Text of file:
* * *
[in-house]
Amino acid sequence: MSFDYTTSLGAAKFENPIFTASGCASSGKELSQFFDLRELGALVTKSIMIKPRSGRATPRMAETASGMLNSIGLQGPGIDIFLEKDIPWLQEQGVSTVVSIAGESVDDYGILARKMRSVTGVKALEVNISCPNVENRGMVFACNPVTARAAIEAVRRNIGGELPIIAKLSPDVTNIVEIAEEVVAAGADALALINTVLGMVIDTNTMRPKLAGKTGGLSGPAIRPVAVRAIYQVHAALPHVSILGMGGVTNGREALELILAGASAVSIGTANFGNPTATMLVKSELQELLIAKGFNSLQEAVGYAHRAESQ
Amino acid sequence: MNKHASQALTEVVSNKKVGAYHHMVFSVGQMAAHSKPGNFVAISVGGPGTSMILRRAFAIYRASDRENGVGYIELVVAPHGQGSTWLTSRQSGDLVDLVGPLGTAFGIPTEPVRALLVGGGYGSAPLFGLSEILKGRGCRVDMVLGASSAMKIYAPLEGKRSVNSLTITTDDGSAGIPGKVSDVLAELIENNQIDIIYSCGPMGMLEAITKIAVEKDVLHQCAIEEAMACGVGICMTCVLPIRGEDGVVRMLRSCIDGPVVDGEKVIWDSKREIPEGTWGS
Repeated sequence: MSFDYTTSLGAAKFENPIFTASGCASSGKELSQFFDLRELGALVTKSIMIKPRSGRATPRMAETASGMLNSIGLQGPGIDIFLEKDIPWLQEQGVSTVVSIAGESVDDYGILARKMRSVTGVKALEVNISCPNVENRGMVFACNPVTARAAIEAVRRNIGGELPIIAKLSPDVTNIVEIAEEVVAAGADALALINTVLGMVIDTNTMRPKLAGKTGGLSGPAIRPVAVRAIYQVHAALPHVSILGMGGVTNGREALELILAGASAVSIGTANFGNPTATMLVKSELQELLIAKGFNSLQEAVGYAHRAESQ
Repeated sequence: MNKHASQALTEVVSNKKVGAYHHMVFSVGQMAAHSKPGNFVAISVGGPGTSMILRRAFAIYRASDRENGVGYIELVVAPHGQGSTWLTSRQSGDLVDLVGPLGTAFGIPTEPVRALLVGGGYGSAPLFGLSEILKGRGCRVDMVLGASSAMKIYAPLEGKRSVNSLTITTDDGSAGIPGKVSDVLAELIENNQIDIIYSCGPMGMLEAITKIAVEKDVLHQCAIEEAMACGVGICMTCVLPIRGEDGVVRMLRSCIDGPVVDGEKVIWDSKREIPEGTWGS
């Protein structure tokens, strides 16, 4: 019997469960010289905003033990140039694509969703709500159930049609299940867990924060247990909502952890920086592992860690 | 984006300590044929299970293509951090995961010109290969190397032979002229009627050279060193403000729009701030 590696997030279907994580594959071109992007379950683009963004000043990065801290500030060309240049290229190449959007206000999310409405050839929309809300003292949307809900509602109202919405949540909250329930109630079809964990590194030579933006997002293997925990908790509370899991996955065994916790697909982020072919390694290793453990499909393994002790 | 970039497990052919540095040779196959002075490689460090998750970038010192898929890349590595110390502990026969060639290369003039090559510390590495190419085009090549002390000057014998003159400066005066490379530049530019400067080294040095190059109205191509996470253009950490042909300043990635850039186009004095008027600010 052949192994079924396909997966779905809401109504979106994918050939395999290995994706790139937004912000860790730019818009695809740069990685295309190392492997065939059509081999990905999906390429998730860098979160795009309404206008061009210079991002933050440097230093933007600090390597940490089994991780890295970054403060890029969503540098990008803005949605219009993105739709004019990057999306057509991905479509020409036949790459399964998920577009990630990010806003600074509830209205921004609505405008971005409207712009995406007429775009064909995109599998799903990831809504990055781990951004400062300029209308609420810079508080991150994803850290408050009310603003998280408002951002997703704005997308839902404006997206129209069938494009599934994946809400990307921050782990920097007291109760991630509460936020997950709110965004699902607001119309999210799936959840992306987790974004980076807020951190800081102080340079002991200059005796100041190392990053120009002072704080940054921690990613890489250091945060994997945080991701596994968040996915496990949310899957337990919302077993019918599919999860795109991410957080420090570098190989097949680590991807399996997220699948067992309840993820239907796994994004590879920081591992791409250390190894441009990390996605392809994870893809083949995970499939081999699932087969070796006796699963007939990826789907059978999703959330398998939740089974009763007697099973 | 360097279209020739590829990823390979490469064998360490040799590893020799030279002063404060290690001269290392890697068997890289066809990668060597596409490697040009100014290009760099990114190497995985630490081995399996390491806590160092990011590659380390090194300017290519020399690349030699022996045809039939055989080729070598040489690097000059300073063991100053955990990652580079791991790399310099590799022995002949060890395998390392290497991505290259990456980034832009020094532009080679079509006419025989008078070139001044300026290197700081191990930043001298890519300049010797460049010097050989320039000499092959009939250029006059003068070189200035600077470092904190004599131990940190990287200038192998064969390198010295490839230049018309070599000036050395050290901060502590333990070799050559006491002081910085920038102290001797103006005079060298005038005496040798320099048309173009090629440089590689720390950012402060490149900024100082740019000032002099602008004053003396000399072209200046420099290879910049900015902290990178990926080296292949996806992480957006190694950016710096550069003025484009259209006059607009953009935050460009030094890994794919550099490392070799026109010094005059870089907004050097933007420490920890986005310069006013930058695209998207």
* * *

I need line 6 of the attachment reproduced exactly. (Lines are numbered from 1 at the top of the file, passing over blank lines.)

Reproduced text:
């Protein structure tokens, strides 16, 4: 019997469960010289905003033990140039694509969703709500159930049609299940867990924060247990909502952890920086592992860690 | 984006300590044929299970293509951090995961010109290969190397032979002229009627050279060193403000729009701030 590696997030279907994580594959071109992007379950683009963004000043990065801290500030060309240049290229190449959007206000999310409405050839929309809300003292949307809900509602109202919405949540909250329930109630079809964990590194030579933006997002293997925990908790509370899991996955065994916790697909982020072919390694290793453990499909393994002790 | 970039497990052919540095040779196959002075490689460090998750970038010192898929890349590595110390502990026969060639290369003039090559510390590495190419085009090549002390000057014998003159400066005066490379530049530019400067080294040095190059109205191509996470253009950490042909300043990635850039186009004095008027600010 052949192994079924396909997966779905809401109504979106994918050939395999290995994706790139937004912000860790730019818009695809740069990685295309190392492997065939059509081999990905999906390429998730860098979160795009309404206008061009210079991002933050440097230093933007600090390597940490089994991780890295970054403060890029969503540098990008803005949605219009993105739709004019990057999306057509991905479509020409036949790459399964998920577009990630990010806003600074509830209205921004609505405008971005409207712009995406007429775009064909995109599998799903990831809504990055781990951004400062300029209308609420810079508080991150994803850290408050009310603003998280408002951002997703704005997308839902404006997206129209069938494009599934994946809400990307921050782990920097007291109760991630509460936020997950709110965004699902607001119309999210799936959840992306987790974004980076807020951190800081102080340079002991200059005796100041190392990053120009002072704080940054921690990613890489250091945060994997945080991701596994968040996915496990949310899957337990919302077993019918599919999860795109991410957080420090570098190989097949680590991807399996997220699948067992309840993820239907796994994004590879920081591992791409250390190894441009990390996605392809994870893809083949995970499939081999699932087969070796006796699963007939990826789907059978999703959330398998939740089974009763007697099973 | 360097279209020739590829990823390979490469064998360490040799590893020799030279002063404060290690001269290392890697068997890289066809990668060597596409490697040009100014290009760099990114190497995985630490081995399996390491806590160092990011590659380390090194300017290519020399690349030699022996045809039939055989080729070598040489690097000059300073063991100053955990990652580079791991790399310099590799022995002949060890395998390392290497991505290259990456980034832009020094532009080679079509006419025989008078070139001044300026290197700081191990930043001298890519300049010797460049010097050989320039000499092959009939250029006059003068070189200035600077470092904190004599131990940190990287200038192998064969390198010295490839230049018309070599000036050395050290901060502590333990070799050559006491002081910085920038102290001797103006005079060298005038005496040798320099048309173009090629440089590689720390950012402060490149900024100082740019000032002099602008004053003396000399072209200046420099290879910049900015902290990178990926080296292949996806992480957006190694950016710096550069003025484009259209006059607009953009935050460009030094890994794919550099490392070799026109010094005059870089907004050097933007420490920890986005310069006013930058695209998207």